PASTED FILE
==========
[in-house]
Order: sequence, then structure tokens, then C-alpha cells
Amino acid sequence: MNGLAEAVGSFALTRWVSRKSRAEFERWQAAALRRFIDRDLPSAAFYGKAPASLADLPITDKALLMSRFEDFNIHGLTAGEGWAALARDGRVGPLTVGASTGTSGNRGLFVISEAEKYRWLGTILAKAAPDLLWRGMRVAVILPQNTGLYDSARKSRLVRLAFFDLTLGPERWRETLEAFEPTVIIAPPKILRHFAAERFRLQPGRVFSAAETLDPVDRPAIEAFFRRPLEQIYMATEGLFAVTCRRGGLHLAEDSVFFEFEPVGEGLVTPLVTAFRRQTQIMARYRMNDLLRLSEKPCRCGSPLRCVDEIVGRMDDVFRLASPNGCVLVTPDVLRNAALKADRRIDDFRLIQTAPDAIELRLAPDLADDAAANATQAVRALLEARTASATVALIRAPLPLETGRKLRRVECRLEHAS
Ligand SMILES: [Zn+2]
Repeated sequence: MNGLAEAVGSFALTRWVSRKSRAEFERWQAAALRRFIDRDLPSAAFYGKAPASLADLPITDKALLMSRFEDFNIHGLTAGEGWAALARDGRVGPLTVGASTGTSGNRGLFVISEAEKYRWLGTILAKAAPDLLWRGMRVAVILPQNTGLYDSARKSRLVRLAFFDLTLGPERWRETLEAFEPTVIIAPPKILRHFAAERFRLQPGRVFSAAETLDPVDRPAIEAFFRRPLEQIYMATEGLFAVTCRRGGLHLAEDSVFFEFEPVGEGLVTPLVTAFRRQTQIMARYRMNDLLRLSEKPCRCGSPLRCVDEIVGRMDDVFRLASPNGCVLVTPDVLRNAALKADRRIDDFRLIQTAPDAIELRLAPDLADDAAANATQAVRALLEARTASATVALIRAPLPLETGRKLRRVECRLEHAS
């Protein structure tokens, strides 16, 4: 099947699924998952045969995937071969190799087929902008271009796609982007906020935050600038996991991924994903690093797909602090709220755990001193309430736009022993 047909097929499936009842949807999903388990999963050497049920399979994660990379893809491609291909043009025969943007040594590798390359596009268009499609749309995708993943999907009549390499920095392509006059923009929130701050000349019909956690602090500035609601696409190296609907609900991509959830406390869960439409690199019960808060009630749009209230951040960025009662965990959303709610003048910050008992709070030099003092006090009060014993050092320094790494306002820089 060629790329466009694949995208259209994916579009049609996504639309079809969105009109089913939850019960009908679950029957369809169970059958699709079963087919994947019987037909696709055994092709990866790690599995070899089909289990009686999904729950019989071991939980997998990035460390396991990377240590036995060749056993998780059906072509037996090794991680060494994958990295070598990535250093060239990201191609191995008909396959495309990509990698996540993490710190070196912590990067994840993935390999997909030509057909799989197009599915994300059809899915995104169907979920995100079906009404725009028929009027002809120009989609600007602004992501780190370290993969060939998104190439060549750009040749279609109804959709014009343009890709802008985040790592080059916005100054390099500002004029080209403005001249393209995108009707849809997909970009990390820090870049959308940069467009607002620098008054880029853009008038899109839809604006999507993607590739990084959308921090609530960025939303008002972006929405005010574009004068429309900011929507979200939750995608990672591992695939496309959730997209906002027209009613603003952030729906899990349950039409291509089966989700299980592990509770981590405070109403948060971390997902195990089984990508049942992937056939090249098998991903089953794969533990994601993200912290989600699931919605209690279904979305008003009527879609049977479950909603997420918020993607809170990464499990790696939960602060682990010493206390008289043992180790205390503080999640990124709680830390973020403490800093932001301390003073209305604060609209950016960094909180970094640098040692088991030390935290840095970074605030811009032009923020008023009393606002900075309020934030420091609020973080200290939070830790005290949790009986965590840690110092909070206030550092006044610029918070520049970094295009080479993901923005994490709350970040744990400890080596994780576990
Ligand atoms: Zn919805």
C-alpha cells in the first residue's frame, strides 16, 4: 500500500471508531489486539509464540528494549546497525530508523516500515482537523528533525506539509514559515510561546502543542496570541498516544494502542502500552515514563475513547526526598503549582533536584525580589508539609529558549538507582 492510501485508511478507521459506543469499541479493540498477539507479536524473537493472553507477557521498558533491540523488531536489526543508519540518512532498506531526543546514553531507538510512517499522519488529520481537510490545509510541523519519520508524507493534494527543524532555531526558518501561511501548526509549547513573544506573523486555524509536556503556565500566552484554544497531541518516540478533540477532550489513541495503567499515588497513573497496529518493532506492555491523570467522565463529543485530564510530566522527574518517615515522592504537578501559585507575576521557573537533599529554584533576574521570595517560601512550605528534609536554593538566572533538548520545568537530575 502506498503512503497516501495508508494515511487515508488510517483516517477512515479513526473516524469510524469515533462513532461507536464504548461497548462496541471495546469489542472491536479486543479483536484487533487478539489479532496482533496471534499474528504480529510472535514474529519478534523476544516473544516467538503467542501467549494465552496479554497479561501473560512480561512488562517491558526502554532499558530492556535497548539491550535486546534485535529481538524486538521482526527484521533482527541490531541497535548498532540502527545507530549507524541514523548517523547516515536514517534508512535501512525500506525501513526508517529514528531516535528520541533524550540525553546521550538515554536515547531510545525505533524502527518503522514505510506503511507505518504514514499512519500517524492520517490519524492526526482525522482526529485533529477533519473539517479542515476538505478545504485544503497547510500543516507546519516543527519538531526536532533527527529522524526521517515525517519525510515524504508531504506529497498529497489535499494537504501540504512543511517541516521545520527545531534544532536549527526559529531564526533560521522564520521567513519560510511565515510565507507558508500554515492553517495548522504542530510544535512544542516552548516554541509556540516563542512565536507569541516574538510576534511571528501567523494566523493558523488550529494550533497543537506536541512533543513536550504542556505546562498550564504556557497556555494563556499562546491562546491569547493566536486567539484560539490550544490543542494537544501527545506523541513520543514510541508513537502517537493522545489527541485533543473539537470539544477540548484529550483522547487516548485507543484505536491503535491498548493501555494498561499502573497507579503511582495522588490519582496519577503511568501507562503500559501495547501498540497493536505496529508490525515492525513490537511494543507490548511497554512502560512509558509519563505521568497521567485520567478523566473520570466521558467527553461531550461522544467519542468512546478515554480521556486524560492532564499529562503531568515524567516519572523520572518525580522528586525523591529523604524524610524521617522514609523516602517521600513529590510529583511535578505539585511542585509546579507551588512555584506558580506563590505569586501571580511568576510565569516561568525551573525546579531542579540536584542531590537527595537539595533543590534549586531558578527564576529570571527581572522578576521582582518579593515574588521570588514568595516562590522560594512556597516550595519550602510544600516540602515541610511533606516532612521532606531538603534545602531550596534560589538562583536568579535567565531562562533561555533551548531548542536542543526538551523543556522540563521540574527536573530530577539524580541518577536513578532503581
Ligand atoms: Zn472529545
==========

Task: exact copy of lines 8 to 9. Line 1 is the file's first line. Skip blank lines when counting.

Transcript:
C-alpha cells in the first residue's frame, strides 16, 4: 500500500471508531489486539509464540528494549546497525530508523516500515482537523528533525506539509514559515510561546502543542496570541498516544494502542502500552515514563475513547526526598503549582533536584525580589508539609529558549538507582 492510501485508511478507521459506543469499541479493540498477539507479536524473537493472553507477557521498558533491540523488531536489526543508519540518512532498506531526543546514553531507538510512517499522519488529520481537510490545509510541523519519520508524507493534494527543524532555531526558518501561511501548526509549547513573544506573523486555524509536556503556565500566552484554544497531541518516540478533540477532550489513541495503567499515588497513573497496529518493532506492555491523570467522565463529543485530564510530566522527574518517615515522592504537578501559585507575576521557573537533599529554584533576574521570595517560601512550605528534609536554593538566572533538548520545568537530575 502506498503512503497516501495508508494515511487515508488510517483516517477512515479513526473516524469510524469515533462513532461507536464504548461497548462496541471495546469489542472491536479486543479483536484487533487478539489479532496482533496471534499474528504480529510472535514474529519478534523476544516473544516467538503467542501467549494465552496479554497479561501473560512480561512488562517491558526502554532499558530492556535497548539491550535486546534485535529481538524486538521482526527484521533482527541490531541497535548498532540502527545507530549507524541514523548517523547516515536514517534508512535501512525500506525501513526508517529514528531516535528520541533524550540525553546521550538515554536515547531510545525505533524502527518503522514505510506503511507505518504514514499512519500517524492520517490519524492526526482525522482526529485533529477533519473539517479542515476538505478545504485544503497547510500543516507546519516543527519538531526536532533527527529522524526521517515525517519525510515524504508531504506529497498529497489535499494537504501540504512543511517541516521545520527545531534544532536549527526559529531564526533560521522564520521567513519560510511565515510565507507558508500554515492553517495548522504542530510544535512544542516552548516554541509556540516563542512565536507569541516574538510576534511571528501567523494566523493558523488550529494550533497543537506536541512533543513536550504542556505546562498550564504556557497556555494563556499562546491562546491569547493566536486567539484560539490550544490543542494537544501527545506523541513520543514510541508513537502517537493522545489527541485533543473539537470539544477540548484529550483522547487516548485507543484505536491503535491498548493501555494498561499502573497507579503511582495522588490519582496519577503511568501507562503500559501495547501498540497493536505496529508490525515492525513490537511494543507490548511497554512502560512509558509519563505521568497521567485520567478523566473520570466521558467527553461531550461522544467519542468512546478515554480521556486524560492532564499529562503531568515524567516519572523520572518525580522528586525523591529523604524524610524521617522514609523516602517521600513529590510529583511535578505539585511542585509546579507551588512555584506558580506563590505569586501571580511568576510565569516561568525551573525546579531542579540536584542531590537527595537539595533543590534549586531558578527564576529570571527581572522578576521582582518579593515574588521570588514568595516562590522560594512556597516550595519550602510544600516540602515541610511533606516532612521532606531538603534545602531550596534560589538562583536568579535567565531562562533561555533551548531548542536542543526538551523543556522540563521540574527536573530530577539524580541518577536513578532503581
Ligand atoms: Zn472529545